When a person loses their ability to function intellectually, dealing with their affairs can be extremely difficult unless there is a power of attorney in place.
In a recent instance, a local council went to court to obtain permission to sell assets belonging to a dementia sufferer whose care costs exceed his income by some £14,000 annually.
A member of the man’s family was living rent free in his house, which prevented it from being rented out so as to create an income stream or sold in order to provide a lump sum, either of which would provide sufficient funding to cover the cost of the man’s care and pay off his liabilities.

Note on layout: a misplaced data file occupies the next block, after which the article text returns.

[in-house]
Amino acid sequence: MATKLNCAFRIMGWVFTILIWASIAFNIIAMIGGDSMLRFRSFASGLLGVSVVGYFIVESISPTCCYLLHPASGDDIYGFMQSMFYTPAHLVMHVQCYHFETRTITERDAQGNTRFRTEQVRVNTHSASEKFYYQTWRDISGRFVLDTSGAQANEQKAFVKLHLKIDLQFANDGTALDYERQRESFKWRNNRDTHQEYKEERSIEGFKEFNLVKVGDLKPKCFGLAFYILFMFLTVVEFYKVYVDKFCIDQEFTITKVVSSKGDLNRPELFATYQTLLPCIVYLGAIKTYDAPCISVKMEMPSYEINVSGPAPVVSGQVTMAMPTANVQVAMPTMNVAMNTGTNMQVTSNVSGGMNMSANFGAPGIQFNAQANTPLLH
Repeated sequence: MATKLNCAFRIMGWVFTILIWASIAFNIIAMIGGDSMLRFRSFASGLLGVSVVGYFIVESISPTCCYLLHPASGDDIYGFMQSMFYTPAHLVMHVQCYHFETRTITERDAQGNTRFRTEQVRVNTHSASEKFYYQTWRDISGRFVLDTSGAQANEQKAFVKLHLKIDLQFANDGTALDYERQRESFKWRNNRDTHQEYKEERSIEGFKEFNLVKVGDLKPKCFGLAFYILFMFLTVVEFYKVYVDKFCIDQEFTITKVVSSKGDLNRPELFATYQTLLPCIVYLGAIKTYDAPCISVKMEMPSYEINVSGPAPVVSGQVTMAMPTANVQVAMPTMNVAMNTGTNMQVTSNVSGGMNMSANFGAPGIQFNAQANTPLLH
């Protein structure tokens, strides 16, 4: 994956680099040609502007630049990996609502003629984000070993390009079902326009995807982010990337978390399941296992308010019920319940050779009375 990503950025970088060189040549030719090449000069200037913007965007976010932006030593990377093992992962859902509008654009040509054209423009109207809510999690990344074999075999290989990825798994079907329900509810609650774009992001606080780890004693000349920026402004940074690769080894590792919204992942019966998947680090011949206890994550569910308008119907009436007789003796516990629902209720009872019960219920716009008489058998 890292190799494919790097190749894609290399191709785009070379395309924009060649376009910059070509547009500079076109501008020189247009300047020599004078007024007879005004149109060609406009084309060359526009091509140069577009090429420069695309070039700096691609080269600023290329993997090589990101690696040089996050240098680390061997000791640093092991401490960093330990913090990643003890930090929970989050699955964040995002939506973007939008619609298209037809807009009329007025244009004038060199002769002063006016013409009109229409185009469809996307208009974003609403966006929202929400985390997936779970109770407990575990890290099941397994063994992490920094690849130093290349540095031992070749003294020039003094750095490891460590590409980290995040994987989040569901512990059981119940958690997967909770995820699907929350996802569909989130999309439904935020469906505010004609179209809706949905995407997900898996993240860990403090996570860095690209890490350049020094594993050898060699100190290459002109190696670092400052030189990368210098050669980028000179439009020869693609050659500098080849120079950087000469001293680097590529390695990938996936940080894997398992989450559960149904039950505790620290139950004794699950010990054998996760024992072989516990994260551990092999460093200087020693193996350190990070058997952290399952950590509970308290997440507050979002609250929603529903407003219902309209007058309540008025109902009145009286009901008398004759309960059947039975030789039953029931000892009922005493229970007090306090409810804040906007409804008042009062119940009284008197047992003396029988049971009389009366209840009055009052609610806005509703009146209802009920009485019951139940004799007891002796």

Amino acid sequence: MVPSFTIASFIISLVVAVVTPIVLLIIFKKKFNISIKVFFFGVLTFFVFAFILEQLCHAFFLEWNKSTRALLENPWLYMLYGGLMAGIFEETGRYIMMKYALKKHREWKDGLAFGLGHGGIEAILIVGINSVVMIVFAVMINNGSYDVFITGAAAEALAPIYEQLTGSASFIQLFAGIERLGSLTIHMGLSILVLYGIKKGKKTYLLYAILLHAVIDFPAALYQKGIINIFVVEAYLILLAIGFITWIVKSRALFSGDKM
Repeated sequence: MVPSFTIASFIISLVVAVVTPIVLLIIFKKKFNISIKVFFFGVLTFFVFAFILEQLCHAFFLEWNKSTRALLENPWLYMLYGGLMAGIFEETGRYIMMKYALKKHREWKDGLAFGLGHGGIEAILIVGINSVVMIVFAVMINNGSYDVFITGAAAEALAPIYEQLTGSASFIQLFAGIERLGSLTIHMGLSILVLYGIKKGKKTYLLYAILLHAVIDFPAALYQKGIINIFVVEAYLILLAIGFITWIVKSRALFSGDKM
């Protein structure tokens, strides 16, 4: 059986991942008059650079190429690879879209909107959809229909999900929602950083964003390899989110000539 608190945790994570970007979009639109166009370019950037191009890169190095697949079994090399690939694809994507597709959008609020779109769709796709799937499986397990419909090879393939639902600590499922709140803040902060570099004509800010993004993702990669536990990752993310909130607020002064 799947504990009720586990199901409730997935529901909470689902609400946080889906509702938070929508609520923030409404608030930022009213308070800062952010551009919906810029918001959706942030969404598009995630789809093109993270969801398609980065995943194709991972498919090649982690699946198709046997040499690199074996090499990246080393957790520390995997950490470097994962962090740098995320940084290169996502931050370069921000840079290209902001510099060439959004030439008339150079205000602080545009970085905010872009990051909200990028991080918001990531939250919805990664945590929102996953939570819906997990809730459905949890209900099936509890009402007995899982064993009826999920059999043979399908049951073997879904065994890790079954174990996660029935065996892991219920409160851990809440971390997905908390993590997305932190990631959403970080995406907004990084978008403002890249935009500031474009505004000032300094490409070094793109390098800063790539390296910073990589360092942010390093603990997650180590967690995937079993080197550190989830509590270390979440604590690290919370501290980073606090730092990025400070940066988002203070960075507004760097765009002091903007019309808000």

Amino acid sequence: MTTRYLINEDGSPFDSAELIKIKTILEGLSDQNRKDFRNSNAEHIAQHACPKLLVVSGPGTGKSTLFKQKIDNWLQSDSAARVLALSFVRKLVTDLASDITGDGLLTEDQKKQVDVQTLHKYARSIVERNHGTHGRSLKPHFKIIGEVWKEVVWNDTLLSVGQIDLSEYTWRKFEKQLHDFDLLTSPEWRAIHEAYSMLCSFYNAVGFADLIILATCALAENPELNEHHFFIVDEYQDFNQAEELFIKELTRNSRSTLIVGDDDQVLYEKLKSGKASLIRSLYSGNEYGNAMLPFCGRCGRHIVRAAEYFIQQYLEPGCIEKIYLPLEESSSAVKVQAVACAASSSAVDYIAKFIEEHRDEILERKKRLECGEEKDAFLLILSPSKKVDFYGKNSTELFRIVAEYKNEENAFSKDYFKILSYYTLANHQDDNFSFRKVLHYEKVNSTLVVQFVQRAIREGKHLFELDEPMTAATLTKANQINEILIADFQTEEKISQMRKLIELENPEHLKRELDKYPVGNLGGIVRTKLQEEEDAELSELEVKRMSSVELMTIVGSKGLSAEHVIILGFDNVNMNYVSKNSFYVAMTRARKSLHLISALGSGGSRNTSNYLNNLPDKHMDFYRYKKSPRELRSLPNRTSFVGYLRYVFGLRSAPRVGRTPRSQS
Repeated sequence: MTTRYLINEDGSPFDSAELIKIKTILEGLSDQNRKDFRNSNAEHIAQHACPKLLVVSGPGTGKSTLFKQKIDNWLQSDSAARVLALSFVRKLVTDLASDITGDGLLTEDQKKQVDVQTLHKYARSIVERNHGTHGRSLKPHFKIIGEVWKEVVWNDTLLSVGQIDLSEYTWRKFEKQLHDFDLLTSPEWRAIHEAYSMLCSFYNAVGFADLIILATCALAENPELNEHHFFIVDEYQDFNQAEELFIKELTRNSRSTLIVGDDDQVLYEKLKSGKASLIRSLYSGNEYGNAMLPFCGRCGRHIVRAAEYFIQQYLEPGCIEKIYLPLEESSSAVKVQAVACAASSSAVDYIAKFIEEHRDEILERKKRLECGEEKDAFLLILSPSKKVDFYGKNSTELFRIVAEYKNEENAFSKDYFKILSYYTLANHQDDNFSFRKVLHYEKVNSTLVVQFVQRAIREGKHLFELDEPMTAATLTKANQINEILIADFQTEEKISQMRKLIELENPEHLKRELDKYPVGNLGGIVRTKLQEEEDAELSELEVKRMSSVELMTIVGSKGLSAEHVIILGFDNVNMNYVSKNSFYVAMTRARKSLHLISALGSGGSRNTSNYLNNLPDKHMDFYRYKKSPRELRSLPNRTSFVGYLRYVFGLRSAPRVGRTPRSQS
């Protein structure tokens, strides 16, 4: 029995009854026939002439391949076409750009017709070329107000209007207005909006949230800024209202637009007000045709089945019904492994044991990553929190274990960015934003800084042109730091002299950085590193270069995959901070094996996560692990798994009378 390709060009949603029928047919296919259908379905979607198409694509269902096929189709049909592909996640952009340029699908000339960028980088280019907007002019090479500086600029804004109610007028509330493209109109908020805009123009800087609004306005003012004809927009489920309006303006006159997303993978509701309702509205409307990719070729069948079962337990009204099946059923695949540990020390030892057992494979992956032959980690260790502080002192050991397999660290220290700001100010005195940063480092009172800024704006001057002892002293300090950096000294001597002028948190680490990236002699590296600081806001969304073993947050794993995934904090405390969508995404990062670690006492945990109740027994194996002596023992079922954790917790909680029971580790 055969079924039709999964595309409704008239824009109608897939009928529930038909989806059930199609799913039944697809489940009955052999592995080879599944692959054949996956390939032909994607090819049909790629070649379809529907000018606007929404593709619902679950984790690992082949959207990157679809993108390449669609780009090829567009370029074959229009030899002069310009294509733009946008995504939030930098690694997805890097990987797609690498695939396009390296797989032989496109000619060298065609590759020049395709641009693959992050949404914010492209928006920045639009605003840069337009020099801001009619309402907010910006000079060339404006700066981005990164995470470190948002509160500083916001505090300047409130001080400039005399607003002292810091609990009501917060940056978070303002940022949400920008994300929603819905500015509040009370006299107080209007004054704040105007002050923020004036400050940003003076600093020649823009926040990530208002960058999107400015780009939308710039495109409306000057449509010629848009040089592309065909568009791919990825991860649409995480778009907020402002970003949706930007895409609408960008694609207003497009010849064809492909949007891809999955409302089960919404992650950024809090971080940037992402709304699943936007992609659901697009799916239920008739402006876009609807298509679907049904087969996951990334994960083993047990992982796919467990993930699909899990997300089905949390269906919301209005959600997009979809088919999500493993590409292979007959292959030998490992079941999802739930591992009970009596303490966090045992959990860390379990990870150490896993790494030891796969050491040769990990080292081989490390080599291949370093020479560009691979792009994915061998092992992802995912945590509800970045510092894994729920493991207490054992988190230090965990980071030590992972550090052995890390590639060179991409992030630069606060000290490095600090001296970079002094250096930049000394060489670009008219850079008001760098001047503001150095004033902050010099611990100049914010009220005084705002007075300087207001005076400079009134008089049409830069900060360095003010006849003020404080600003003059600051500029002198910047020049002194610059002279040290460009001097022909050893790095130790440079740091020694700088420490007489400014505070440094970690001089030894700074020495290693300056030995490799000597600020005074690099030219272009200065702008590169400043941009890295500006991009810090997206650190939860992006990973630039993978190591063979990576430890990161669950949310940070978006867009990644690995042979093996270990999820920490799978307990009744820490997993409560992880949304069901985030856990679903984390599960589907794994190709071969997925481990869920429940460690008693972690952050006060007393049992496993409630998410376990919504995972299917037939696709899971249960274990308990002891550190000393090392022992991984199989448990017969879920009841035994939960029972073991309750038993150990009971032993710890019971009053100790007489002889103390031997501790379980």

The council sought possession of the property and to be appointed as the man’s legal guardian.
The man’s son opposed the application, which was nonetheless granted by the court.
A Lasting Power of Attorney (LPA) will allow a family member or trusted friend to administer your affairs in accordance with your wishes should you no longer be able to do so yourself. Having a power of attorney in place has many advantages for the family. Without one, handling what are usually trivial administrative matters on behalf of someone who is no longer competent to do so can take a long time and may even necessitate expensive court proceedings.